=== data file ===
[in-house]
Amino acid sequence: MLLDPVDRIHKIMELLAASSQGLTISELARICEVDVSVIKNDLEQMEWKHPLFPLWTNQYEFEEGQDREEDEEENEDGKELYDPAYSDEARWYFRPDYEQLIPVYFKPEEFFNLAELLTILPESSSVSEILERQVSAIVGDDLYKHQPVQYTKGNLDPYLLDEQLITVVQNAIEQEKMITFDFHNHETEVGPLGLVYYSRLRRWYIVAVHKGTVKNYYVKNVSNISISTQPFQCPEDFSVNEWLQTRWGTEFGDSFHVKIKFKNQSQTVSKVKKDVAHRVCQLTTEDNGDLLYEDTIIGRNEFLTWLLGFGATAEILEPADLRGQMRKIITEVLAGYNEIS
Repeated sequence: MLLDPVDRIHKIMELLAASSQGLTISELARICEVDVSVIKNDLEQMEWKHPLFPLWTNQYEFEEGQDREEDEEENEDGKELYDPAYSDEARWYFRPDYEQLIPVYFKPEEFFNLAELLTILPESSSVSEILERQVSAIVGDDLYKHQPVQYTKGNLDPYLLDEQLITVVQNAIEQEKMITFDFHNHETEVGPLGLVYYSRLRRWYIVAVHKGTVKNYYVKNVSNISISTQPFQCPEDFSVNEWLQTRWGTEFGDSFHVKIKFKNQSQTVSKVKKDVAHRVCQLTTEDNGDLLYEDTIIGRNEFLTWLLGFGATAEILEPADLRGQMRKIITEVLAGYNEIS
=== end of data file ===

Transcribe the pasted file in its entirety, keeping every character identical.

[in-house]
Amino acid sequence: MLLDPVDRIHKIMELLAASSQGLTISELARICEVDVSVIKNDLEQMEWKHPLFPLWTNQYEFEEGQDREEDEEENEDGKELYDPAYSDEARWYFRPDYEQLIPVYFKPEEFFNLAELLTILPESSSVSEILERQVSAIVGDDLYKHQPVQYTKGNLDPYLLDEQLITVVQNAIEQEKMITFDFHNHETEVGPLGLVYYSRLRRWYIVAVHKGTVKNYYVKNVSNISISTQPFQCPEDFSVNEWLQTRWGTEFGDSFHVKIKFKNQSQTVSKVKKDVAHRVCQLTTEDNGDLLYEDTIIGRNEFLTWLLGFGATAEILEPADLRGQMRKIITEVLAGYNEIS
Repeated sequence: MLLDPVDRIHKIMELLAASSQGLTISELARICEVDVSVIKNDLEQMEWKHPLFPLWTNQYEFEEGQDREEDEEENEDGKELYDPAYSDEARWYFRPDYEQLIPVYFKPEEFFNLAELLTILPESSSVSEILERQVSAIVGDDLYKHQPVQYTKGNLDPYLLDEQLITVVQNAIEQEKMITFDFHNHETEVGPLGLVYYSRLRRWYIVAVHKGTVKNYYVKNVSNISISTQPFQCPEDFSVNEWLQTRWGTEFGDSFHVKIKFKNQSQTVSKVKKDVAHRVCQLTTEDNGDLLYEDTIIGRNEFLTWLLGFGATAEILEPADLRGQMRKIITEVLAGYNEIS